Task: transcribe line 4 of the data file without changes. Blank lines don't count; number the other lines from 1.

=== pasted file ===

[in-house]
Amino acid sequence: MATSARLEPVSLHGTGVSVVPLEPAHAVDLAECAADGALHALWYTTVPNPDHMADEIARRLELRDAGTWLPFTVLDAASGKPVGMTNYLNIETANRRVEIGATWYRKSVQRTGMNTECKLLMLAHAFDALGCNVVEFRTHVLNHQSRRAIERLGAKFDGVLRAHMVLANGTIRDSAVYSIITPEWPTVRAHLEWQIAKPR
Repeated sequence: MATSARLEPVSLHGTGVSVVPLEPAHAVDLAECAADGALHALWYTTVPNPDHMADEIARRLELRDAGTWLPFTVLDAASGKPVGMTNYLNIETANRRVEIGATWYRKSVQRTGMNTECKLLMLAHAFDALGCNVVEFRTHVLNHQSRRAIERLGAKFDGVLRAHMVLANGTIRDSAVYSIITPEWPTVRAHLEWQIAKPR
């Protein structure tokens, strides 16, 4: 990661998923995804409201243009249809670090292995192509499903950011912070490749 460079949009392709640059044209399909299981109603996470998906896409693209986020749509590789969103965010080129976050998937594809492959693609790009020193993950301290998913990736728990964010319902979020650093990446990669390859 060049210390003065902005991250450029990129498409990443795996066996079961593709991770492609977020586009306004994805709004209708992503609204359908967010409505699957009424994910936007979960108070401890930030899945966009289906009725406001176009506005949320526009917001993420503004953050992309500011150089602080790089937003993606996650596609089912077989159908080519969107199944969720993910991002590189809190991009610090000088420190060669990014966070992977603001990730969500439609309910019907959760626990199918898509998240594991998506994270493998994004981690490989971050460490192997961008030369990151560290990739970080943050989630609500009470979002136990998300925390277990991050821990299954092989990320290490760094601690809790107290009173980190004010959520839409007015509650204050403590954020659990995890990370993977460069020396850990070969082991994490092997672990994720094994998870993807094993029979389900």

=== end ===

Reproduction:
């Protein structure tokens, strides 16, 4: 990661998923995804409201243009249809670090292995192509499903950011912070490749 460079949009392709640059044209399909299981109603996470998906896409693209986020749509590789969103965010080129976050998937594809492959693609790009020193993950301290998913990736728990964010319902979020650093990446990669390859 060049210390003065902005991250450029990129498409990443795996066996079961593709991770492609977020586009306004994805709004209708992503609204359908967010409505699957009424994910936007979960108070401890930030899945966009289906009725406001176009506005949320526009917001993420503004953050992309500011150089602080790089937003993606996650596609089912077989159908080519969107199944969720993910991002590189809190991009610090000088420190060669990014966070992977603001990730969500439609309910019907959760626990199918898509998240594991998506994270493998994004981690490989971050460490192997961008030369990151560290990739970080943050989630609500009470979002136990998300925390277990991050821990299954092989990320290490760094601690809790107290009173980190004010959520839409007015509650204050403590954020659990995890990370993977460069020396850990070969082991994490092997672990994720094994998870993807094993029979389900």